Amy C. Collins writes about wine on Pig&Vine

Hello,

I'm Amy and I am a blogger. 

I also host the podcast Pig&Vine Radio, available on iTunes and at www.pigandvineradio.com.

Wine is my platform, curiosity my guiding principal. 

More backstory here

Dom Pérignon 1996

Dom Pérignon 1996

'96 Dom Perignon

Every once in a while some tremendous vinous treat crosses my path. In all honesty, it's probably a little more often than every once in a while, but a taste of this 1996 Dom Pérignon earlier in the week reinstated my belief in all things good and holy.

I was invited by a new friend to a small, casual celebration of her 30th birthday. Another guest brought the Dom, wanting to re-gift and share the little gem that had been sitting in her refrigerator for two years, which a friend had given her, appropriately enough, when she was ordained as a minister of the Episcopal church. Lucky me, lucky us, for the monk was singing that night. A toasty nuttiness - a sign of age - was clear and enticing on the palate, alongside a hint of fresh fruit and a creamy texture that coated the tongue with a blanket of sophisticated flavors that made me feel special, loved, and at peace with the world. Tiny perfect bubbles and a long, lingering finish made me want to savor every mouthful, yet hurry up and take the next swallow for fear of losing what was in the glass. It was a perfect demonstration of what Champange should aspire to. It was a perfect wine.

Dom Pérignon is considered among many to be Champagne's foremost 'prestige cuvée', and was the first wine to be released with that moniker. The concept of 'prestige cuvée' is largely a marketing one. Moët & Chandon released the first bottling with that tag in 1921, named for the French Benedictine monk, Dom Pierre Pérignon. In wine legend, Dom Pérignon was the brethren who turned the Champagne region's mediocre still red wines into the royal sparkling gems we know today. He did, in fact, make tremendous strides in quality by practicing severe pruning methods, hand harvesting and low yields in the abbey's vineyards. He also experimented with blending finished wines, which is now common practice in the region (most Champagnes are a blend of red and white grapes). However, he did not make sparkling wine (on purpose) and it wasn't until the 19th Century that Champagne became the region known for sparkling wine, 200 years after Pérignon's death.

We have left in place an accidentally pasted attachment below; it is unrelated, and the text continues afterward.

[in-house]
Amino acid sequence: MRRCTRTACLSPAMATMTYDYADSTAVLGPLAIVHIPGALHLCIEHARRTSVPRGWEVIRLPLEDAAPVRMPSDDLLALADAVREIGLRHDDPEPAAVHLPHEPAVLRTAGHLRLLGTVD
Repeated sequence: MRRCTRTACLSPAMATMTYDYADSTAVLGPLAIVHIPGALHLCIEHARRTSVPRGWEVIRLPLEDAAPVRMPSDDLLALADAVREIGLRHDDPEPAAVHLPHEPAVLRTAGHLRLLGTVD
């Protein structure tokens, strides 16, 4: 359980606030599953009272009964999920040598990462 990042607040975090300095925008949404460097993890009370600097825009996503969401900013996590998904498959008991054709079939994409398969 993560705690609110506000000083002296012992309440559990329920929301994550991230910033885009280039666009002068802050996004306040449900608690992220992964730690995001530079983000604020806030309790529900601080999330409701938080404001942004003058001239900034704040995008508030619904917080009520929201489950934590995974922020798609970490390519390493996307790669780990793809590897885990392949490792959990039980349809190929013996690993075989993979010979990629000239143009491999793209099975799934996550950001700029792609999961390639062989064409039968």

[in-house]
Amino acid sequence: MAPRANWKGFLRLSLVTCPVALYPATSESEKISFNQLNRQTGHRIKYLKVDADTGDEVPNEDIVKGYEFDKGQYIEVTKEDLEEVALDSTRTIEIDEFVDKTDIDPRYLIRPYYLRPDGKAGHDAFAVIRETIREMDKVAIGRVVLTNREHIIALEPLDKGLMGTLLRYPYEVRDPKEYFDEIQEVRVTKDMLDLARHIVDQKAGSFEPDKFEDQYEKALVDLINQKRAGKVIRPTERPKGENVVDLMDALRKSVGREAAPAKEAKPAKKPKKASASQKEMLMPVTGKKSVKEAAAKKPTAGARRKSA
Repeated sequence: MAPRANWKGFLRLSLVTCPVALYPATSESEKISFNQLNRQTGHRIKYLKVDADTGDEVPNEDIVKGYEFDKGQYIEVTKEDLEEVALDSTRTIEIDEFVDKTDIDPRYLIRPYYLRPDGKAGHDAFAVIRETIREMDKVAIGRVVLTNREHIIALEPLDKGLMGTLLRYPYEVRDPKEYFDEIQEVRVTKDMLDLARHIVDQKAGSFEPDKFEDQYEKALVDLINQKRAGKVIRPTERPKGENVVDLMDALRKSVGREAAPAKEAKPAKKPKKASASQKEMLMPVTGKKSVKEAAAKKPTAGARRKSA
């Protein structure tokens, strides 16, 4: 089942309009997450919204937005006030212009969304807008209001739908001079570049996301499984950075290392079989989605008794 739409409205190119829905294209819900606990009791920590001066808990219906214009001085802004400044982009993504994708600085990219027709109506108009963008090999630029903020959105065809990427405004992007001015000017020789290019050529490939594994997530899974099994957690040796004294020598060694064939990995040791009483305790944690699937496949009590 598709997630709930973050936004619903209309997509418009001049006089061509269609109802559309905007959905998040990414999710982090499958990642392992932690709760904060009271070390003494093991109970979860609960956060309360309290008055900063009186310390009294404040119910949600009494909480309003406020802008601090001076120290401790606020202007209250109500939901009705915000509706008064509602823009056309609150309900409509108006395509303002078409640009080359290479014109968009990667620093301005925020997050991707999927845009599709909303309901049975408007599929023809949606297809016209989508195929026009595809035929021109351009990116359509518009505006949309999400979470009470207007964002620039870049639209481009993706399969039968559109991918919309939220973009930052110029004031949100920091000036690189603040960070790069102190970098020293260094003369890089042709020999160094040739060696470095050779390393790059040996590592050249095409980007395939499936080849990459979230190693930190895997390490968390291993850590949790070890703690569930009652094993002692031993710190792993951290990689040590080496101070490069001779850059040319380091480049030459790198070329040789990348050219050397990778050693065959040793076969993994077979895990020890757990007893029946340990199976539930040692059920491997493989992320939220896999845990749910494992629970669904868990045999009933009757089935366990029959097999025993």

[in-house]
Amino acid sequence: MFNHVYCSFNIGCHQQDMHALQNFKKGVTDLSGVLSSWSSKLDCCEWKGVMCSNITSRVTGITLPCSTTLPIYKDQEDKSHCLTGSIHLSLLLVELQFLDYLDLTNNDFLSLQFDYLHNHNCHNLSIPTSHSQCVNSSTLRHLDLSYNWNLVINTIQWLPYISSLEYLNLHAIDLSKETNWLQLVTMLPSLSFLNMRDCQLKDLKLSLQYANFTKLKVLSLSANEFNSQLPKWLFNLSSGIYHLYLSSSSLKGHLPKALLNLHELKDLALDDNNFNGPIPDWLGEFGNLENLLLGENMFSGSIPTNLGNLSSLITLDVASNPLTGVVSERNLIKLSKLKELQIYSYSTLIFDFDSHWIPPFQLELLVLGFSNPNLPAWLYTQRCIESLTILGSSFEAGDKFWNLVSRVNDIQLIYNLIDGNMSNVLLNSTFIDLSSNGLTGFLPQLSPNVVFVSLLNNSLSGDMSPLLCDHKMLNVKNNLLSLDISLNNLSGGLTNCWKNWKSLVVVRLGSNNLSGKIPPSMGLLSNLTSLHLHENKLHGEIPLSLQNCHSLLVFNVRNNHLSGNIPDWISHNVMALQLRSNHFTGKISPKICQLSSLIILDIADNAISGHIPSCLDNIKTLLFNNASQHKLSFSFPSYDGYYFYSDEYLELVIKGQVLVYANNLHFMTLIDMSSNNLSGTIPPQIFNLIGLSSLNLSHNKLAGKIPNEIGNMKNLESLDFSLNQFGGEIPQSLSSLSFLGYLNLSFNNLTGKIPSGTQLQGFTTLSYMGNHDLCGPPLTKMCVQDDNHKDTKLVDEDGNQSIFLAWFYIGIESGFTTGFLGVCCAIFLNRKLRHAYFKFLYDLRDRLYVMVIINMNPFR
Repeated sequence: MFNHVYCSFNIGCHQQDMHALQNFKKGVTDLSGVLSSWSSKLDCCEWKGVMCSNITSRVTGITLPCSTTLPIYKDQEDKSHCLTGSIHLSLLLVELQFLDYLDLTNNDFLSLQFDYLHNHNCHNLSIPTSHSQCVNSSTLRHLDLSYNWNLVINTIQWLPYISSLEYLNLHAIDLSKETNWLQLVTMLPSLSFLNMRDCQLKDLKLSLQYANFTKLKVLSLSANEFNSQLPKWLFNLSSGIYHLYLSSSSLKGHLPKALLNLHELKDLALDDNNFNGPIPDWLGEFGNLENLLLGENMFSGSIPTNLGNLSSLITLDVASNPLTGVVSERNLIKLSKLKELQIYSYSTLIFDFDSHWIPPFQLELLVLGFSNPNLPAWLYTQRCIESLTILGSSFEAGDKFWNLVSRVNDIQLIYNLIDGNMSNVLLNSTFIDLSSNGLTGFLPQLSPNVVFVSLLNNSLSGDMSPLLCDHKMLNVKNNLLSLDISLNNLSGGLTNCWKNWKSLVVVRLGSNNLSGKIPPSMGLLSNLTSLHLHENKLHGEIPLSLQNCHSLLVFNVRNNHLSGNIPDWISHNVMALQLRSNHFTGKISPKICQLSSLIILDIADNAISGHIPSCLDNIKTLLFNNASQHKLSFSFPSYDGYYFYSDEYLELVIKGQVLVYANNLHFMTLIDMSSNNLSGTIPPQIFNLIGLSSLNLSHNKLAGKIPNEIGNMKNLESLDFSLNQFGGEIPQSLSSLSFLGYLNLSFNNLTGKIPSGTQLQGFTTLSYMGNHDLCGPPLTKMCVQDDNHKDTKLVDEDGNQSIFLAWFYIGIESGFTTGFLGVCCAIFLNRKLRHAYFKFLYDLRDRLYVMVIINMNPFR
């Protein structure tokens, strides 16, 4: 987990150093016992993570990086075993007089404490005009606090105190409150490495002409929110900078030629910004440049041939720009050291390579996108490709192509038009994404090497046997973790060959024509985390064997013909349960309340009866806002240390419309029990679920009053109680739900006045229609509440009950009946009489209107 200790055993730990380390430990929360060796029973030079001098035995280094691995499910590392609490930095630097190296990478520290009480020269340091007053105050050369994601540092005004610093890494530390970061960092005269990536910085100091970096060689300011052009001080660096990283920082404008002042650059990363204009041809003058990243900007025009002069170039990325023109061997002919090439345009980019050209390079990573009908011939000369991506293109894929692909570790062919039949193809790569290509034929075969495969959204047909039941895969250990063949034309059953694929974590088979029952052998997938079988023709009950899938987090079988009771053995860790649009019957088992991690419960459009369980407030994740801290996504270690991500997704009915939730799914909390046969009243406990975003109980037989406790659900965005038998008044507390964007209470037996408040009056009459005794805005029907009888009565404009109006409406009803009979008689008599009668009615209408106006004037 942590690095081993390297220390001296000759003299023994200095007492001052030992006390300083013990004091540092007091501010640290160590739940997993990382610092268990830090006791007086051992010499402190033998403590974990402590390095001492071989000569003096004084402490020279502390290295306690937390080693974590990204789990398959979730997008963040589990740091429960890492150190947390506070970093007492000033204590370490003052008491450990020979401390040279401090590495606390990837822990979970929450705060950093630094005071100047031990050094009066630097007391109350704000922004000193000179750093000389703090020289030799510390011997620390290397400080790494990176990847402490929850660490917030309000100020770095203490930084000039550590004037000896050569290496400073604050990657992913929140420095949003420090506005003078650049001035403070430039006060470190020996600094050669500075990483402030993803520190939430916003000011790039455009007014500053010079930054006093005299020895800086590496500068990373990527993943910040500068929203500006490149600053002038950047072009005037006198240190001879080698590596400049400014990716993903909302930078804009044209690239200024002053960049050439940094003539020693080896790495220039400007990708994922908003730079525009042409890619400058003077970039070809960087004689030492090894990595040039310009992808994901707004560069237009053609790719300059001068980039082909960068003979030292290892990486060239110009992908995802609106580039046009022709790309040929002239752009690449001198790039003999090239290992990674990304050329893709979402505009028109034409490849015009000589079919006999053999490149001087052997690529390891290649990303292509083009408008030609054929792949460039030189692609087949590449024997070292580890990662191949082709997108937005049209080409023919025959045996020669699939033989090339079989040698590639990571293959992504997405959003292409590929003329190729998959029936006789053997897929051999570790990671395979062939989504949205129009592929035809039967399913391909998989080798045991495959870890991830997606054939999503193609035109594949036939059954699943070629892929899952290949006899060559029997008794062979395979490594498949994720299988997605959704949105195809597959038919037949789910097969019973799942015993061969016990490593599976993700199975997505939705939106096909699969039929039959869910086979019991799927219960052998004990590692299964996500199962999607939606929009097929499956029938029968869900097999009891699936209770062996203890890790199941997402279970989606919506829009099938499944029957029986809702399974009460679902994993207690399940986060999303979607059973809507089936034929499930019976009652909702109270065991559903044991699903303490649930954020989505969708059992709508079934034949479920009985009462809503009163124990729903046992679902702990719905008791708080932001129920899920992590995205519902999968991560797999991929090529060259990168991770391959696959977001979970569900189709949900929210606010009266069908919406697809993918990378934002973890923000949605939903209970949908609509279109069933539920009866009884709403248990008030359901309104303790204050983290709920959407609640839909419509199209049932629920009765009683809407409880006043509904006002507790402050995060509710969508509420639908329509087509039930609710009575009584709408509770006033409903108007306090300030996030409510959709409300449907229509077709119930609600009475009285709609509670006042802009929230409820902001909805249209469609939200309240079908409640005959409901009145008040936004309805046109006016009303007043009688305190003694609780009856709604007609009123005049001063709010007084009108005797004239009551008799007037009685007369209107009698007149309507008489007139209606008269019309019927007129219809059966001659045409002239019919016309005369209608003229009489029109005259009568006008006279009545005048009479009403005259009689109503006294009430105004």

Moët only makes vintage Dom Pérignon and only in the years the gods and weather can agree to produce grapes worthy of a single cuvée. Most Champagnes, marked NV for non-vintage, are a blend of harvests from different years, in part, to maintain a house, or brand, style. It may have begun as a marketing concept, but prestige cuvées generally hold their own in price and quality.

Jancis Robinson says the 1996 Dom will drink well for a couple more years. If you can find one, and a couple extra hundred bucks to buy it, go for it. But make sure you're not in a rush. Relax and open yourself to the experience. You will be wooed. It doesn't matter that you're sharing the experience with a few women you just met, the wine will follow you home, so enduring is the finish.

And I think we can all agree the 30's are so much better than the 20's.

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